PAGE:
SIAM GS 2017

SIAM Conference on Mathematical and Computational Issues in the Geosciences
September 11—14, 2017 • Erlangen, Germany

SIAM GS 2017

SIAM Conference on Mathematical and Computational Issues in the Geosciences
September 11—14, 2017 • Erlangen, Germany

Conference Details

Online Program

Print-File

Sights

© Daniel Arnold via Wikimedia Commons

Botanical Garden

The Botanical Garden was established for the university in 1747. Two hectares of plants from various climates and vegetation areas make this place special. Tropical and subtropical plants can be found in the big greenhouses.


© https://pixabay.com

Castle „Markgrafenschloss“

Between 1700 and 1704, the "Markgrafenschloss" has been built in Baroque style with influences of French classicism. The building was finally completed by Gottfried von Gedeler. Today, the "Markgrafenschloss" accommodates the administration of the university.


© Selby via Wikimedia Commons

Huguenot Church

Outside France, the Huguenot Church in Erlangen was the first Huguenot church, and it was built as a donation from Margrave Christian Ernst between 1686 and 1693. This was the beginning of the establishment of Erlangen´s New Town.


© Ghormax via Wikimedia Commons

Schlossgarten

The baroque park complex was heavily influenced by Versailles in certain features. The fountain, designed in 1705 shows the members of leading Huguenot families at the bottom level, in the middle you can see ancient deities and at the top there is Margrave Christian Ernst.


© Aarp65 via Wikimedia Commons

Market/Castle Square

The Palace square with the neighbouring marketplace today represents the center of Erlangen. Together, they are part of the Erlangen pedestrian area and a proven venue for numerous markets and festivities.
The two places were created in 1686 east of the newly built Erlangen castle as the Grande Place according to the plans of the margrave master architect Johann Moritz Richter.


Sockmaker’s Houses (Holzgartenstrasse)

The Sockmaker's houses are backdated to 1720 and 1740. The Huguenots also brought sockmakers to Erlangen, as well as the traditions of felt hat and glove making, and this soon became one of the main sources of income for the city.

© https://pixabay.com

St. Sebald Church (Sebalduskirche)

Nuremberg's oldest city parish church was built around 1215 as a three-aisled Late Romanesque pillared basilica with two choirs. As early as 1309 the original side aisles were widened and altered in the Gothic style. Destroyed during World War II like the rest of the city, St. Sebald was reconstructed in 1957 and reconsecrated.


© Creando via Wikimedia Commons

Zoological Garden (Tiergarten Nürnberg)

Whoever has experienced the wide variety and idylls of Nuremberg Zoo will come back again. The elegant movements of the dolphins and sea lions in the dolphin lagoon, the tropical atmosphere in the manatee house and the feeding of the polar bears in the Aqua Park provide an unforgettable experience.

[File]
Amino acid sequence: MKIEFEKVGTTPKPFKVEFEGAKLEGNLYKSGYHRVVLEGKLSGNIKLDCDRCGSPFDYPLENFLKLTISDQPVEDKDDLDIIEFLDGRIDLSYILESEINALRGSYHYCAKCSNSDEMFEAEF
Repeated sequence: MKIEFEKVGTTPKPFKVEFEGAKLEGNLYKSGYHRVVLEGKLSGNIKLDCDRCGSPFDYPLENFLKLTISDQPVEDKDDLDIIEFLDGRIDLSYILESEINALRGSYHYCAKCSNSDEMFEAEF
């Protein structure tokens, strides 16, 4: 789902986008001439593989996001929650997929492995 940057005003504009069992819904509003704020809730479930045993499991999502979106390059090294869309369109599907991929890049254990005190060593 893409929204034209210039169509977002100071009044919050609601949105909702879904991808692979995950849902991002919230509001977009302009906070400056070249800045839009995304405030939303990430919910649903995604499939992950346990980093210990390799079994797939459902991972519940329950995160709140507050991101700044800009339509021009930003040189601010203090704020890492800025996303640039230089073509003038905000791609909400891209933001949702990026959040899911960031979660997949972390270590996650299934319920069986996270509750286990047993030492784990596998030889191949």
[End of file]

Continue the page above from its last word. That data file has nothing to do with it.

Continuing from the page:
© Chris Baier (chrisglub) via Wikimedia Commons

Former Nazi Party Rally Grounds (Reichsparteitagsgelände)

Former Nazi Party Rally Grounds and remaining structures: the unfinished Congress Hall, the main stand at the Zeppelinfeld and the Grosse Strasse (parade road) stand as mute witnesses to National Socialist megalomania.


© https://pixabay.com

Hospital of the Holy Spirit (Heilig-Geist-Spital)

Established from 1332 to 1339 as a foundation endowed by the wealthy patrician Konrad Groß (“Imperial Mayor”) for the elderly and needy. Considered the largest private endowment by any individual before 1500.

© Aarp65 via Wikimedia Commons

Centaurs Fountain

In front of the main station, you can see the Centaurs Fountain. This fountain was designed by Rudolf Maison in 1890 in remembrance of the first train line and the first central water supply. It shows how humans tame nature (in form of the centaur) just as they tamed the steam of a train.


© Kasa Fue via Wikimedia Commons

"Fürther Freiheit" (Fürth Freedom)

In 1835 the first German train (Adler) arrived at this place. Due to this fact, the place soon became a central point of Fürth. Today it is used for festivals and as a market place.


© Janericloebe via Wikimedia Commons

Old Jewish Cemetery

Set up in 1607 the Old Jewish Cemetery is the most important witness of the long and important Jewish history in Fürth. About 20,000 people lay buried here and about 6,500 gravestones are still visible. It is accessible with a guided tour, that can be booked via Fürth Tourism.


© Jörg Wiegels via Wikimedia Commons

Gustavstraße

For centuries this street was the most important street of the old town. Today, with its restaurants, it is the perfect spot for meetings in the evening. No house is the same and some of them even show the old wooden framework. The street was named after the Swedish King Gustav Adolf who visited the town in 1632.

Herzogenrauch (12 km from Erlangen)

Buttenheim (25 km, S1 in direction of Bamberg)

House of Levi Strauss' birth: museum in Buttenheim

Bamberg (40 km, S1 or regional express (RE))

World Heritage Site Bamberg

 

Endorsed by
"Deutsche Forschungsgemeinschaft"